Rediscover Reverence Campaign

This is what my veil looks like. It's a champagne color, which I love because it looks blends in with my hair and isn't as bold as white or black would be on me.

This is what my veil looks like. It’s a champagne color, which I love because it blends in with my hair and isn’t as bold as white or black would be on me.

On December 8, Veils by Lily, my very favorite place to shop (often window shop) for veils, and the only place from which I’ve ever purchased one, is launching a global movement to rediscover reverence at Mass. I think this is brilliant. And lovely.

Basically, it’s a challenge to begin veiling at Mass if you’ve ever felt called to do so.

Because the very mention of veils seems to put some on the defensive, I would like to begin by saying I do not and, more importantly, the Church does not think you are failing to properly reverence the Eucharist by choosing not to cover your head at Mass.

I do, however, think it is a beautiful tradition. I’d like to tell you why.

I felt called to veil for years before I finally gave it a try. The calling started off as simply noticing the women who do chose to veil. I thought they were lovely, but I never thought I would veil. In fact, my mother has always been very vocally opposed to “those women” who veil at Mass. However, my passing glance eventually turned into a deeper pondering. Why would they want to veil at Mass? I came up with a few conclusions on my own and eventually did some internet research. The more I learned, the more lovely the practice became to me. I held a deep admiration and almost a slight twinge of envy for those who were daring enough to cover their heads. (Does anyone else see the irony in that?) But, for me, probably because of the commentary I heard growing up, it was going to take more than believing the tradition was lovely before I could take the plunge.

Because I have spent so much time thinking and praying about this topic, and in light of this Rediscover Reverence campaign, I’d like to share why I believe it is fitting for a woman to cover her head in the presence of the Eucharist. (Please note that I said “fitting”, not “mandated”,”required”, or “the Church is wrong and I am right”.) Admittedly, some of these reasons are more substantial than others, but these are the reasons that are the most meaningful to me.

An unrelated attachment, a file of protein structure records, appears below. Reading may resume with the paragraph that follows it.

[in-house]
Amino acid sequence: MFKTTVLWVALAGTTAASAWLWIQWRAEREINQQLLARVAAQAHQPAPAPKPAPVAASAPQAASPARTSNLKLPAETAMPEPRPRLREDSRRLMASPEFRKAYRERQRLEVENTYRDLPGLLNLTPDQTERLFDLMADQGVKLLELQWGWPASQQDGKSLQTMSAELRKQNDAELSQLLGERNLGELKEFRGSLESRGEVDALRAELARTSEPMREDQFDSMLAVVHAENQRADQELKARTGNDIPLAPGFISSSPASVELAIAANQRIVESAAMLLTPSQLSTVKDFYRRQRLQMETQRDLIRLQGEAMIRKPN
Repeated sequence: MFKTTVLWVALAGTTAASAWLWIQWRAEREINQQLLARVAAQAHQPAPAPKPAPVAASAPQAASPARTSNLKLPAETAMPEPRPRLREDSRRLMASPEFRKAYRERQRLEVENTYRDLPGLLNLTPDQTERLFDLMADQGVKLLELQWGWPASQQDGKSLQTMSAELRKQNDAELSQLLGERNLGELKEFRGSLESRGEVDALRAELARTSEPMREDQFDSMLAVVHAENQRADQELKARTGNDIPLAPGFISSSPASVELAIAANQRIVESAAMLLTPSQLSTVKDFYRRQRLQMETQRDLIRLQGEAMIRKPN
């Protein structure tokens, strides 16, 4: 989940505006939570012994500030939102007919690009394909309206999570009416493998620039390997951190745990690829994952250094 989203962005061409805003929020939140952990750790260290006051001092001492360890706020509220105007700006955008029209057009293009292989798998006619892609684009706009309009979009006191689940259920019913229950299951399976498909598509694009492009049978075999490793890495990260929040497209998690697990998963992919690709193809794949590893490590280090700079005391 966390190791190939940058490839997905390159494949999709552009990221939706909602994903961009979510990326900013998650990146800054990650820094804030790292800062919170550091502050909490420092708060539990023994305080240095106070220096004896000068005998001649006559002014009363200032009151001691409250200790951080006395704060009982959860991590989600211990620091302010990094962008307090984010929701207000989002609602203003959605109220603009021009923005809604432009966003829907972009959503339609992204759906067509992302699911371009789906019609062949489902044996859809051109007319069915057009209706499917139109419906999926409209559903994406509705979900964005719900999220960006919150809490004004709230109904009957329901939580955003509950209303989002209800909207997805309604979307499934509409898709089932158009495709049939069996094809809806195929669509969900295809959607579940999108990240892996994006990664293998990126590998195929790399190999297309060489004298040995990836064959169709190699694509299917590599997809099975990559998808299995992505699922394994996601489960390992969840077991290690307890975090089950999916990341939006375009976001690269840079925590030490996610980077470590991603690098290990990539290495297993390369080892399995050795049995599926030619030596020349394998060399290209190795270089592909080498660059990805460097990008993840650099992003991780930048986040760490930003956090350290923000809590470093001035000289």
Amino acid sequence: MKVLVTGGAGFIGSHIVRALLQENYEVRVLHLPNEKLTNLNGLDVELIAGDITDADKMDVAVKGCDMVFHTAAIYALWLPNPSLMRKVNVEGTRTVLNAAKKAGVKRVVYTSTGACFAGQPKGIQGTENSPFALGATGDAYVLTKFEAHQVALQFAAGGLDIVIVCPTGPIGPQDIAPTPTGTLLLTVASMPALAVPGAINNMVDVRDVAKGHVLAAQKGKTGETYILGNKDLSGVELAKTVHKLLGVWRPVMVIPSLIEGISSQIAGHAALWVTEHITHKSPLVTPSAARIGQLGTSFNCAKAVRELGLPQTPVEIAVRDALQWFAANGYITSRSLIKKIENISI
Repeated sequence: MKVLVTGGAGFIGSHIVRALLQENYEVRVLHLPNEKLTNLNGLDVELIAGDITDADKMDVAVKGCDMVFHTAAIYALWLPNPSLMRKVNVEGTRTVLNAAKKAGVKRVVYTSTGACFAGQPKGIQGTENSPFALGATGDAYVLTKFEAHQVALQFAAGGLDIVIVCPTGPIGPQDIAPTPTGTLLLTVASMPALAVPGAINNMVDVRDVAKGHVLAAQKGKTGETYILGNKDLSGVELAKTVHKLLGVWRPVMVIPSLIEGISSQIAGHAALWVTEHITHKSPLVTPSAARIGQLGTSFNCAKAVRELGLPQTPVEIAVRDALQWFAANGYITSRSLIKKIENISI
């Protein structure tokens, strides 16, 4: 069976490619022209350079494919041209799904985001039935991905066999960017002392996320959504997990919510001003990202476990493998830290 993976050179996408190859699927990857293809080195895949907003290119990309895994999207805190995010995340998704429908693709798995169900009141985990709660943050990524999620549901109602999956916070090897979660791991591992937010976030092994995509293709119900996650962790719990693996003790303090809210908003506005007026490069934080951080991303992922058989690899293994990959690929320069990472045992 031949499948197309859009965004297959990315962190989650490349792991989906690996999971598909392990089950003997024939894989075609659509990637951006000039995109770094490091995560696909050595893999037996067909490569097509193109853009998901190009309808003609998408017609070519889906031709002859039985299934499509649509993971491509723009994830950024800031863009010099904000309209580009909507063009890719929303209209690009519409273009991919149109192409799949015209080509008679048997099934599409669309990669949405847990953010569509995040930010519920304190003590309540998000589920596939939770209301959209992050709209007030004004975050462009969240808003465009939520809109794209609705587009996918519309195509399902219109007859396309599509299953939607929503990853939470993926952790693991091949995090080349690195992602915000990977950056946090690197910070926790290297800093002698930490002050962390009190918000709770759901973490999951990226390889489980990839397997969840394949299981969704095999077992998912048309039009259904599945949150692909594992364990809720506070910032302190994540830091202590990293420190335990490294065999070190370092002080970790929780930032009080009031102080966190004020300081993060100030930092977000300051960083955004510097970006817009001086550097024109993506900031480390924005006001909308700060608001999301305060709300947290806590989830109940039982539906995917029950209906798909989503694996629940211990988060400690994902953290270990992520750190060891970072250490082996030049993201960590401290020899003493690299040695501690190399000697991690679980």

1. It is a beautiful act of humility. If a woman’s hair is the symbol of her glory (a topic which I discussed here) and Christ is fully present in the Eucharist, isn’t it fitting that I would cover my glory out of respect of the glorious presence residing in front of me? By covering my head, in the simplest terms, I am acknowledging God is God and I am not. By covering my “glory” I am demonstrating that Christ alone deserves all the glory. Moreover, I am acknowledging that any glory I possess in my nature or may attain in my life is given to me by the Glorious One who is present before me.
  2. It’s Biblical. Don’t skip this one! I’m not about to say what you think I’m going to say. While it is true that there is a cultural element to Paul’s words in 1 Corinthians 11, look closer. I think as most women read, they are too busy getting offended and building a defense to catch one key phrase in verse 10. Paul doesn’t say a woman should cover her head because she is less than or because she is some kind of temptress or for any other reason people drum up. Paul says a woman should cover her head in worship because of the angels. This little phrase, to me, obliterates the cultural argument. Paul wasn’t imposing cultural standards because cultural standards are bound to time and place. Angels are not. Paul’s argument is not cultural, and therefore, it is Biblical for a woman to cover her head in worship.
  3. Because of the angels. What on earth does this mean? I asked one of my brilliant Bible professors, and he responded with something along the lines of, “Well, it doesn’t matter what he meant. Surely, Paul’s understanding of the angles far surpasses our own, so we should just believe him.” Not the answer I expected from my brilliant Scripture teacher. While there may be some truth in what he said, I needed more than that. And after months of having that question lingering in the back of my head, I think I may have found the answer! When Isaiah was commissioned for his prophetic service, he found himself in the presence of the angels, perhaps in heaven. (Is 6) The angels were worshiping God crying, “Holy, holy, holy is the Lord of Hosts! All the earth is filled with his glory!” (Sounds familiar, right? Sounds like Isaiah got a sneak peak of the Heavenly Liturgy we emulate with our Earthly Liturgy.) As Isaiah describes the angels, he mentions they have 6 wings: 2 to cover their faces, 2 to cover their feet, and 2 with which they fly. Did you catch that? These angels, who were created for no other purpose than to worship God, have their faces covered in his presence. Maybe this is what Paul was talking about! Maybe this is the reason he gives for women to cover their heads. BUT, even if it’s not, it still struck a powerful cord with me. (It also caused me to ponder what I consider to be acceptable footware for Mass and make some changes, especially to my summer church shoe collection)